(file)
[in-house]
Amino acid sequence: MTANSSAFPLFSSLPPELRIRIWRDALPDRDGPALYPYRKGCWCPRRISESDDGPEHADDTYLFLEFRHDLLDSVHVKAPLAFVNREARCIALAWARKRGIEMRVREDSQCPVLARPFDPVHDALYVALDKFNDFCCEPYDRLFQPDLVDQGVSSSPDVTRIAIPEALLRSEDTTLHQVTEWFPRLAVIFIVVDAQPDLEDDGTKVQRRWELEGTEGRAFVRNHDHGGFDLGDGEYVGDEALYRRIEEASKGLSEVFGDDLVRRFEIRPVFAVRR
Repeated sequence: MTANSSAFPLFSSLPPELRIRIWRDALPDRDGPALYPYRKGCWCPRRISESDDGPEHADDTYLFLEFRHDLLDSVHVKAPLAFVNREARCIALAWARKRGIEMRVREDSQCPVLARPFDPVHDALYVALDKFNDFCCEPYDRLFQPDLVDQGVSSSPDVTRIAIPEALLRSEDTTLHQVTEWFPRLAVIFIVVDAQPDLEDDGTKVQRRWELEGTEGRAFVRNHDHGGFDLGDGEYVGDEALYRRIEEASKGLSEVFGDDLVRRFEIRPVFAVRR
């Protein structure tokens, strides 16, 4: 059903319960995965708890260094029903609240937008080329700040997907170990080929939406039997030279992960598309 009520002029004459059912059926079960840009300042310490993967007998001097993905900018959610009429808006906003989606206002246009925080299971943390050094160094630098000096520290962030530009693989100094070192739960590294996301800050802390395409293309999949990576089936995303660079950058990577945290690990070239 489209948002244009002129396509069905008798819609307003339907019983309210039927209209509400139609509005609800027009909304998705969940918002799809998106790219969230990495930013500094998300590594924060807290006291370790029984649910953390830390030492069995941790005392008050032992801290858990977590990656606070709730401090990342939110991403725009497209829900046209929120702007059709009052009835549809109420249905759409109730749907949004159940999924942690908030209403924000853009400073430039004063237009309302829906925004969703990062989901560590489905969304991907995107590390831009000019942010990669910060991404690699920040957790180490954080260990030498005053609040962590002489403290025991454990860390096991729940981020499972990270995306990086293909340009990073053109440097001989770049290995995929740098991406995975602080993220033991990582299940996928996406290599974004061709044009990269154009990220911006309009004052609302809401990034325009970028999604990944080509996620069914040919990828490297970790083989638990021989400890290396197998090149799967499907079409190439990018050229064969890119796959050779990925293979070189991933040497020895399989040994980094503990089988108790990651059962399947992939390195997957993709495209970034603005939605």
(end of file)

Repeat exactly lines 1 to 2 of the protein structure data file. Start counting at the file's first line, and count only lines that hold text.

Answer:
[in-house]
Amino acid sequence: MTANSSAFPLFSSLPPELRIRIWRDALPDRDGPALYPYRKGCWCPRRISESDDGPEHADDTYLFLEFRHDLLDSVHVKAPLAFVNREARCIALAWARKRGIEMRVREDSQCPVLARPFDPVHDALYVALDKFNDFCCEPYDRLFQPDLVDQGVSSSPDVTRIAIPEALLRSEDTTLHQVTEWFPRLAVIFIVVDAQPDLEDDGTKVQRRWELEGTEGRAFVRNHDHGGFDLGDGEYVGDEALYRRIEEASKGLSEVFGDDLVRRFEIRPVFAVRR